Irrespective of which shade of blue you were wearing on Thursday, we can all agree that it was great to see Duke square off against historic rival North Carolina for the first time since March 2020. We can also all agree that the Blue Devils were comprehensively outplayed in their 78-62 loss, largely down to the most quintessential “shoot yourself in the foot” error: turnovers.
In a game that, prior to tipoff, seemed poised to be a nail-biter, it was the noisy neighbors that ruined the party at Cameron Indoor Stadium and deservedly so. North Carolina hounded any attempt by Duke to find even the slightest sniff of offensive momentum, taking the ball 18 times, including 11 steals, and racking up 27 points off the turnovers.
Turning the ball over is, perhaps obviously, the most surefire way to give your opponents dangerous offensive positions since they often happen when defensive shape isn’t established and the majority of players are hugging the paint and looking to score. Steals led to fast breaks, fast breaks led to points and Duke found itself down 21 at the half. Had it eliminated North Carolina’s points off turnovers (18), that deficit would’ve been a very manageable three, a deficit it would’ve made up in the second half considering it outscored its opponents 36-31.
“It's a physical game and we're trying to play it really fast,” said North Carolina head coach Courtney Banghart. “They're in the training room, they're in the weight room, they're doing mobility every day with our sport performance team.… I think it's also their competitiveness, but we want to play fast. We want kids that want to play fast and do it. That's what we got.”
Though Duke surrendered only seven turnovers in the second half to the 11 it gave up in the first half, the damage was already done. When facing a team as talented and fierce as North Carolina—in a rivalry game, no less—mistakes become opportunities. Unfortunately for the Blue Devils, as impressive as they’ve been this season, they made too many turnovers (mistakes) and allowed too many buckets on the counter (opportunities).
“North Carolina is a really good transition team,” said Duke guard Vanessa de Jesus. “They just played really well today, getting the passing in and just putting pressure on us.”
“When you turn the ball over, it's very hard to set the defense,” added Duke assistant coach Winston Gandy, who stood in for head coach Kara Lawson Thursday amid her absence due to health and safety protocols. “We did a good job when we were able to play in the half court. But you know, the live ball turnovers will get you every day of the week.”
Even if the turnover battle was lost Thursday and with it a chance of a clean sweep over North Carolina, Duke should take notice of the immense shift its players put in regardless. It would’ve been easy for this game to be a blowout, but it wasn’t, and credit must be given to the collective digging-in of heels from the Blue Devils, especially in the second half.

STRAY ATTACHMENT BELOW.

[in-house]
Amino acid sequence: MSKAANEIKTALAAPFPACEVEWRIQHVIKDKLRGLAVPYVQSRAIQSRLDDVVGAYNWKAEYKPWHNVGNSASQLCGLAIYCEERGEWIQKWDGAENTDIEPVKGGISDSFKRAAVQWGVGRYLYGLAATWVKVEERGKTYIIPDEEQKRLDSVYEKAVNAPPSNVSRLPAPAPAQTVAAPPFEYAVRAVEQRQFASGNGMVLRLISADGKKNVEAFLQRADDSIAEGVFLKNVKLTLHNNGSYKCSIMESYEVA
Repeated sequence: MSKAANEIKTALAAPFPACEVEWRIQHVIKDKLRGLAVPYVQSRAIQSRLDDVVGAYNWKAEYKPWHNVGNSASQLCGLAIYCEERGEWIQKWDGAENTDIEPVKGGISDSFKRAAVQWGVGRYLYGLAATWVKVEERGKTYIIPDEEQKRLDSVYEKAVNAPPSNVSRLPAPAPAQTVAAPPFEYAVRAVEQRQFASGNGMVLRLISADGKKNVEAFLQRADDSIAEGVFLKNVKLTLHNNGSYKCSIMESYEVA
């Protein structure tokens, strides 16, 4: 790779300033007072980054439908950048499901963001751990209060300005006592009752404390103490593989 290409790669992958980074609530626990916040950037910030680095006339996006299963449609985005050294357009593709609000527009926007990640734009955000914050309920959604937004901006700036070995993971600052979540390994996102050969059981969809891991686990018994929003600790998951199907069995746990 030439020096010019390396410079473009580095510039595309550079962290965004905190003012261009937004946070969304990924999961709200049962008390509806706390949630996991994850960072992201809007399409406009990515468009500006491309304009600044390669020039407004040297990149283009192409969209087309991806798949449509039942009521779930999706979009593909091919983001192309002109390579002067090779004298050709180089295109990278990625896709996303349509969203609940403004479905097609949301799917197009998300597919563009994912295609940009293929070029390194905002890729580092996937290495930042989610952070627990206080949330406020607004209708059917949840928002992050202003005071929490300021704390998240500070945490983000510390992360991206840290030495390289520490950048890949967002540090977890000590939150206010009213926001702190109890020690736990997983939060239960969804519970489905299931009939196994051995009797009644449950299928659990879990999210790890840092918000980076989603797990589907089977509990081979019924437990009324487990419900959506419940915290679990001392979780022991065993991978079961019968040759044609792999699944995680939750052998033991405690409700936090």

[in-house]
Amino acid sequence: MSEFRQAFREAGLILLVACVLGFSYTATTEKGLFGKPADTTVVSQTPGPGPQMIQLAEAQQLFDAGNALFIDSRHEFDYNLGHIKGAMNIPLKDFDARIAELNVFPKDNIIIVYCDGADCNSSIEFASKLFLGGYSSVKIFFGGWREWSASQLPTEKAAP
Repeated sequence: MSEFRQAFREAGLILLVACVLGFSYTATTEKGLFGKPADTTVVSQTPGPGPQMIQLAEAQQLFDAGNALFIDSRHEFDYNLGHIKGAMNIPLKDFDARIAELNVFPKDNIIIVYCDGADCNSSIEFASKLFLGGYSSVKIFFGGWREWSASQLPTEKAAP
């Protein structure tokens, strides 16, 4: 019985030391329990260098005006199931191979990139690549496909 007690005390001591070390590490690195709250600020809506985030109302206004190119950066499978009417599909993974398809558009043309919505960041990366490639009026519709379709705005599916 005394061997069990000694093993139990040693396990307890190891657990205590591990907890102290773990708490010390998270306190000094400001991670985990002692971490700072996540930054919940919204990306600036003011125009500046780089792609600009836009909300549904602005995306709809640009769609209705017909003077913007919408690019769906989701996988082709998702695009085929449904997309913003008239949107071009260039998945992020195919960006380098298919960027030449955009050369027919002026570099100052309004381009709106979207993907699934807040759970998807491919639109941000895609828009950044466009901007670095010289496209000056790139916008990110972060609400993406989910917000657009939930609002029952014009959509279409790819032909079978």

Even when the game was dead, buried and out of reach late in the fourth quarter, Miela Goodchild knocked down three consecutive triples and a couple of layups. Elizabeth Balogun dominated quarter one with seven points and three rebounds and Shayeann Day-Wilson tried her best to pester the Tar Heel defense with a series of drives, layups and pull-up jumpers in the second half. The Blue Devils were spirited and energetic even when winning was highly improbable, and that should be applauded.
“Credit to the individuals in the locker room for not tapping out,…trying to string together solid possessions, regardless of who was on the floor, and I thought they did a good job of that,” said Gandy. “When you get consecutive stops and you start all of a sudden to score, it gets a little bit easier and you get a little bit more juice, a little bit more life. I thought they did a really good job of not looking at the scoreboard.”
The turnovers knocked down Duke Thursday night, but they’re not a season death sentence. This team has fight, hunger and talent to match. In the coming games, and it'll be all too aware of this from tonight, it’s just a matter of keeping the ball to make that count.
“We faced a little bit of adversity early and I thought we adjusted well,” said Gandy. “If nothing else, we got a little continuity going. That hopefully builds a little bit of momentum.”
The Blue Devils next take on No. 5 Louisville away this Sunday at 3 p.m.
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Andrew Long is a Trinity sophomore and sports editor of The Chronicle's 119th volume.